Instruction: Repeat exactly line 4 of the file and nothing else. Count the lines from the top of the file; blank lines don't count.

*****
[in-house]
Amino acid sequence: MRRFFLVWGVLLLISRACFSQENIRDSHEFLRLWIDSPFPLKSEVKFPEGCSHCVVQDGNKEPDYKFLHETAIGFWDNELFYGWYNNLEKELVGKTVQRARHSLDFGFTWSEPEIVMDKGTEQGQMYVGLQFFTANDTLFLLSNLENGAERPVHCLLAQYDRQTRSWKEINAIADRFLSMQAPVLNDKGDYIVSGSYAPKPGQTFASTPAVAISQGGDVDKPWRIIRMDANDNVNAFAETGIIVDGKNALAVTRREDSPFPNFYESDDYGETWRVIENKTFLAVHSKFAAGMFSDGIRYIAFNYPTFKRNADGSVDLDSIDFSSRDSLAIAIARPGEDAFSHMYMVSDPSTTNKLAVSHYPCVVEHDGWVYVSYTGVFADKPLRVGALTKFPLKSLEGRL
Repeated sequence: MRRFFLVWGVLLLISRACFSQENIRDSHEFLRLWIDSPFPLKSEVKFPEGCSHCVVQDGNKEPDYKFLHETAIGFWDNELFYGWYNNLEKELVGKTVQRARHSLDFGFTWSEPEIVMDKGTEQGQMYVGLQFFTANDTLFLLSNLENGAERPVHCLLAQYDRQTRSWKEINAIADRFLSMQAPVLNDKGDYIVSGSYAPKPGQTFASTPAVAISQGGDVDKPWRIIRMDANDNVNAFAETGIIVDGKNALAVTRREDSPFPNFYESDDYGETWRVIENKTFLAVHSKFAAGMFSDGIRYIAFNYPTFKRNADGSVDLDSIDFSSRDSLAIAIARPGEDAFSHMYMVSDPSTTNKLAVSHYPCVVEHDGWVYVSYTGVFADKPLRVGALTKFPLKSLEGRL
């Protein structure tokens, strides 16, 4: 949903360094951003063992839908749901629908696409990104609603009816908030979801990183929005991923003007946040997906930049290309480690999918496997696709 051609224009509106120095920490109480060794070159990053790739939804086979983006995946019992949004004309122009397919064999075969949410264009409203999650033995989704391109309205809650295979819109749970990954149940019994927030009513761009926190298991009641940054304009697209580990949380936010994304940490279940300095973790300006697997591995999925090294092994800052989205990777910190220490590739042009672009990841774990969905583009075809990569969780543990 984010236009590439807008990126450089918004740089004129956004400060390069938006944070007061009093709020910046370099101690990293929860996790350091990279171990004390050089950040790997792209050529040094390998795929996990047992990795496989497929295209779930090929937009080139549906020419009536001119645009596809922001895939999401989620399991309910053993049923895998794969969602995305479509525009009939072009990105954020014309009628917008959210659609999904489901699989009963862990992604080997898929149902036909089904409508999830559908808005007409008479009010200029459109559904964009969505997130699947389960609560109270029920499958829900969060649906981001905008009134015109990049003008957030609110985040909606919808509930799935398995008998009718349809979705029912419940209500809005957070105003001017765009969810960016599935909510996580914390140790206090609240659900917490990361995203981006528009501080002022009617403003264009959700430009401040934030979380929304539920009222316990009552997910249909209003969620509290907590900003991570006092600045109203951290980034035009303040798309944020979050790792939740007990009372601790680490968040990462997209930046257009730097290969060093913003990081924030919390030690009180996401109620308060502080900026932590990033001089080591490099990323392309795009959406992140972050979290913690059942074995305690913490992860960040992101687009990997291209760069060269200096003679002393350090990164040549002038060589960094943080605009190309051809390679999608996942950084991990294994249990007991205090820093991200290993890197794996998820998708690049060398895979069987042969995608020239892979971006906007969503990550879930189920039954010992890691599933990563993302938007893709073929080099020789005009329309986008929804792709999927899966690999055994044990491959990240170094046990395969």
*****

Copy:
């Protein structure tokens, strides 16, 4: 949903360094951003063992839908749901629908696409990104609603009816908030979801990183929005991923003007946040997906930049290309480690999918496997696709 051609224009509106120095920490109480060794070159990053790739939804086979983006995946019992949004004309122009397919064999075969949410264009409203999650033995989704391109309205809650295979819109749970990954149940019994927030009513761009926190298991009641940054304009697209580990949380936010994304940490279940300095973790300006697997591995999925090294092994800052989205990777910190220490590739042009672009990841774990969905583009075809990569969780543990 984010236009590439807008990126450089918004740089004129956004400060390069938006944070007061009093709020910046370099101690990293929860996790350091990279171990004390050089950040790997792209050529040094390998795929996990047992990795496989497929295209779930090929937009080139549906020419009536001119645009596809922001895939999401989620399991309910053993049923895998794969969602995305479509525009009939072009990105954020014309009628917008959210659609999904489901699989009963862990992604080997898929149902036909089904409508999830559908808005007409008479009010200029459109559904964009969505997130699947389960609560109270029920499958829900969060649906981001905008009134015109990049003008957030609110985040909606919808509930799935398995008998009718349809979705029912419940209500809005957070105003001017765009969810960016599935909510996580914390140790206090609240659900917490990361995203981006528009501080002022009617403003264009959700430009401040934030979380929304539920009222316990009552997910249909209003969620509290907590900003991570006092600045109203951290980034035009303040798309944020979050790792939740007990009372601790680490968040990462997209930046257009730097290969060093913003990081924030919390030690009180996401109620308060502080900026932590990033001089080591490099990323392309795009959406992140972050979290913690059942074995305690913490992860960040992101687009990997291209760069060269200096003679002393350090990164040549002038060589960094943080605009190309051809390679999608996942950084991990294994249990007991205090820093991200290993890197794996998820998708690049060398895979069987042969995608020239892979971006906007969503990550879930189920039954010992890691599933990563993302938007893709073929080099020789005009329309986008929804792709999927899966690999055994044990491959990240170094046990395969």